For most parents, a key question when discussing divorce is whether or not it is the best decision for their children. Yes, having both parents take an active role in their children's lives is valuable, but if you and your spouse fight regularly, splitting up may be better for you and your children. Divorce is an option to carefully consider, as it can bring about a lot of changes that your children may struggle with. One of the most common questions from parents going through a divorce is the question of custody. Specifically, parents want to know how custody is decided and who can get custody.
How Custody Decisions Are Made
During divorce proceedings, efforts will be made on both sides to help you come to amicable agreements as much as possible before going to court. This includes everything from determining how to divvy up shared accounts to what you will do with a house you jointly own and even who will keep the couch. A divorce lawyer can mediate discussions and help you draw up an agreement if you can decide how to split everything amicably. If you disagree, you may both need the representation of a divorce lawyer to help you arbitrate the discussion.
Custody decisions are made in the same way that most of your shared assets will be divided - with one key difference. Whatever custody decisions are agreed upon between both parties will be subject to a final ruling from a judge. This is to ensure that whatever is decided, whether you agree or not, is in the best interest of the child/children. Many times, that simply provides a legal confirmation of whatever decision has already been agreed to. However, in instances that both parties cannot come to an agreement, the court will provide the final decision. In some instances, the court may determine that a custody agreement is not in the best interest of the child or children.
There are a surprising variety of options for child custody. Most commonly, custody is either split between both parents or given to one parent. The latter may or may not include visitation rights for the parent who does not have custody. However, if the courts find that parental custody is not in the best interest of the child/children, a close relative or other non-parent person may be given custody instead. This situation is called third-party custody.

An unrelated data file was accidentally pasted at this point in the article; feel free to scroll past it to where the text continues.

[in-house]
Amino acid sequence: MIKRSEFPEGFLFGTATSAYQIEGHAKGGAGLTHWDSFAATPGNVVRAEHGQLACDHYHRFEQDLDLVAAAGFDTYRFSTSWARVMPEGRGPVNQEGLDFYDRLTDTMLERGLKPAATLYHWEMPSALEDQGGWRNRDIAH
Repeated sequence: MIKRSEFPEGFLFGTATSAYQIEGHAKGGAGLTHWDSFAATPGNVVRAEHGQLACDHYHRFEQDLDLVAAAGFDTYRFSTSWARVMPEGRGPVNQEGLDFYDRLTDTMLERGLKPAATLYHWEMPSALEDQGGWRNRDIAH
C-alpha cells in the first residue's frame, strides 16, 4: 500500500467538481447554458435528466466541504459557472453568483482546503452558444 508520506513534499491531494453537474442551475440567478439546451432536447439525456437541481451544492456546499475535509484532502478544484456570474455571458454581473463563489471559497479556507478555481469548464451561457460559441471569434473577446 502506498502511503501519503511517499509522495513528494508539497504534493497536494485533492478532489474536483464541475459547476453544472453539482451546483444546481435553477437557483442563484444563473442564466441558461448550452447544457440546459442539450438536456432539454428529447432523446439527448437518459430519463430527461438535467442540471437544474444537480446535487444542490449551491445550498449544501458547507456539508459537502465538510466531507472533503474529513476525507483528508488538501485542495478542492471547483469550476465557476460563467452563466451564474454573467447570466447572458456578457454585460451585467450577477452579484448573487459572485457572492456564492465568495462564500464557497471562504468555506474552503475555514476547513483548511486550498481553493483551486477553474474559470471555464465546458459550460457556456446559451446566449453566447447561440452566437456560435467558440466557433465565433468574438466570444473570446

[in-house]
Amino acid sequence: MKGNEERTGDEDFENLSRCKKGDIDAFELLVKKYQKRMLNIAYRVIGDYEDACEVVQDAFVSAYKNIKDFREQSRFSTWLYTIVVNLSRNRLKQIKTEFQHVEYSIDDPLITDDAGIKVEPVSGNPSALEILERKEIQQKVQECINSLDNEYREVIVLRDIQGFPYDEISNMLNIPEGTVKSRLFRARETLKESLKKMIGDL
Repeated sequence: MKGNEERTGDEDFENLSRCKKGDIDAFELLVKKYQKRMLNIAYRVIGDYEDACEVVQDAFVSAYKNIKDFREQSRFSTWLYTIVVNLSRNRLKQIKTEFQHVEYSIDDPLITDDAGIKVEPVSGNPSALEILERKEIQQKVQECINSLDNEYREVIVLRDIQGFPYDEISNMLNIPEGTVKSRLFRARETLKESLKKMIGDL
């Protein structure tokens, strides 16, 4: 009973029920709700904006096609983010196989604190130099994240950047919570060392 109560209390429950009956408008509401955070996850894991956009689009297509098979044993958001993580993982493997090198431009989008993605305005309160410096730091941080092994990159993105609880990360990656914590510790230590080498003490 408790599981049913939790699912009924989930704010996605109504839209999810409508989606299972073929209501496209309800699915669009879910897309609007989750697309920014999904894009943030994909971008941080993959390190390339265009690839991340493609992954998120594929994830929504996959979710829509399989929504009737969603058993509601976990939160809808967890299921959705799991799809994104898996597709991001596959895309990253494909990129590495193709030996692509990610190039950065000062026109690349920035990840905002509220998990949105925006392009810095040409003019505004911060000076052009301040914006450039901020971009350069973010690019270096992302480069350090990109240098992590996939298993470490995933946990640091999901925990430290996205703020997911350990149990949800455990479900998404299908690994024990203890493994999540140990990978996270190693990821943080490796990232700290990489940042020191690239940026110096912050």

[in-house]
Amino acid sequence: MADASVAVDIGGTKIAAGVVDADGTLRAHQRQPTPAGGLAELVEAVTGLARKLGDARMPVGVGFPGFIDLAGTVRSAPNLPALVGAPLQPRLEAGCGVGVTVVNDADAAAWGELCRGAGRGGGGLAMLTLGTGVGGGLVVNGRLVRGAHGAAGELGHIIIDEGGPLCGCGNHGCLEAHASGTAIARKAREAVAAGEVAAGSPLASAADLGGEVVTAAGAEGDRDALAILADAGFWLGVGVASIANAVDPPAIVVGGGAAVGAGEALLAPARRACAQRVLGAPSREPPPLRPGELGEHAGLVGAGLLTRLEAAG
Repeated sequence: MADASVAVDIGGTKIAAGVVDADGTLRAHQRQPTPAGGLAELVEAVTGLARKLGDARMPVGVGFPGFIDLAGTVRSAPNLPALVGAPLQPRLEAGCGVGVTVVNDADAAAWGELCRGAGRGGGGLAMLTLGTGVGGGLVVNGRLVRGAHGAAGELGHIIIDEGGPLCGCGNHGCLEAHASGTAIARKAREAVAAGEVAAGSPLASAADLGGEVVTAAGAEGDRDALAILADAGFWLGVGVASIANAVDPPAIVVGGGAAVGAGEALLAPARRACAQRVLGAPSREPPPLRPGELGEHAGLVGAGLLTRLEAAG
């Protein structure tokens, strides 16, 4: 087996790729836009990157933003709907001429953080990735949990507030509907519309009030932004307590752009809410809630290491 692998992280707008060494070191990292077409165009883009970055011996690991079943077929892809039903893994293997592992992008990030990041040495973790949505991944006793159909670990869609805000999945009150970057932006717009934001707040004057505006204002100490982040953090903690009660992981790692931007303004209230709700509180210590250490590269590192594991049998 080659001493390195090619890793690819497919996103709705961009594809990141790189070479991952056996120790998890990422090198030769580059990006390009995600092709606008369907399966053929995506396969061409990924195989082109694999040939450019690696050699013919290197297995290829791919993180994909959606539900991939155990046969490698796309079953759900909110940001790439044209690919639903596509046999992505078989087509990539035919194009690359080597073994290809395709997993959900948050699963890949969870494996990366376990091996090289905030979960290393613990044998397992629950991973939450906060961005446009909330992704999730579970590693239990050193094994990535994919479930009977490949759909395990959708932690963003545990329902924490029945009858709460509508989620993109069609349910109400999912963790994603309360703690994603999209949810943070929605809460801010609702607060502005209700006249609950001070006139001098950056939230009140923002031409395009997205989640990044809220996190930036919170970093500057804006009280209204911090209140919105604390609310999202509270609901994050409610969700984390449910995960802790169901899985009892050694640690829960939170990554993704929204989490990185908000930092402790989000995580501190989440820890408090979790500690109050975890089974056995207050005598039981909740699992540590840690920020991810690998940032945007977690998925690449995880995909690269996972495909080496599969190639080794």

Third-party custody generally occurs when parents are not fit to retain their parental rights, according to the courts. When this determination has been made, custody goes to grandparents, aunts, uncles, older siblings, or a non-relative who has an established relationship with the child/children. Third-party custody situations often occur when one or both parents is found to be abusive, endangers the child/children, or has abandoned the child/children. In many of these instances, a relative or family friend has stepped in to provide care; the courts often find that person to be a de facto custodian and award them legal custody.
Third-Party Custody Considerations
Third-party custody can come about in a few different ways. First, if either parent is incapable of caring for the child/children or otherwise found to be unfit, the courts will find a third-party custodian to award custody. The court will also consider petitions from a relative, godparent, family friend, or neighbor who feels the child/children will be neglected, abused, or otherwise endangered if custody is given to one or both parents. Third, if both parents request a third-party custodian, the courts will take that into consideration. In addition, if the child/children are old enough, the courts will also take their wishes into account before a decision is made.
The question of custody and third-party custodians can get complicated, however. For instance, if one of the biological parents has died, the deceased's parents - the child's grandparents - may petition for custody. Or, if a child has been raised by a biological parent and a step-parent, the step-parent may request custody during divorce proceedings. In more complex cases like these, it is important to work with an attorney who specializes in family law to help you navigate the proceedings.
What To Do After Third-Party Custody Decisions
Whatever decision has been made about your child's or children's custody, the situation can often be changed. If you feel custody has not been awarded correctly, you may be able to petition the courts to alter custody with the assistance of a family attorney. However, keep in mind that the courts will be most concerned with what is in the best interest of the child/children, not just what parents or other interested parties want.
If you have questions about divorce, child custody, or other family law concerns in Columbus, let the O'Keefe Family Law team help. Contact us today to schedule a consultation.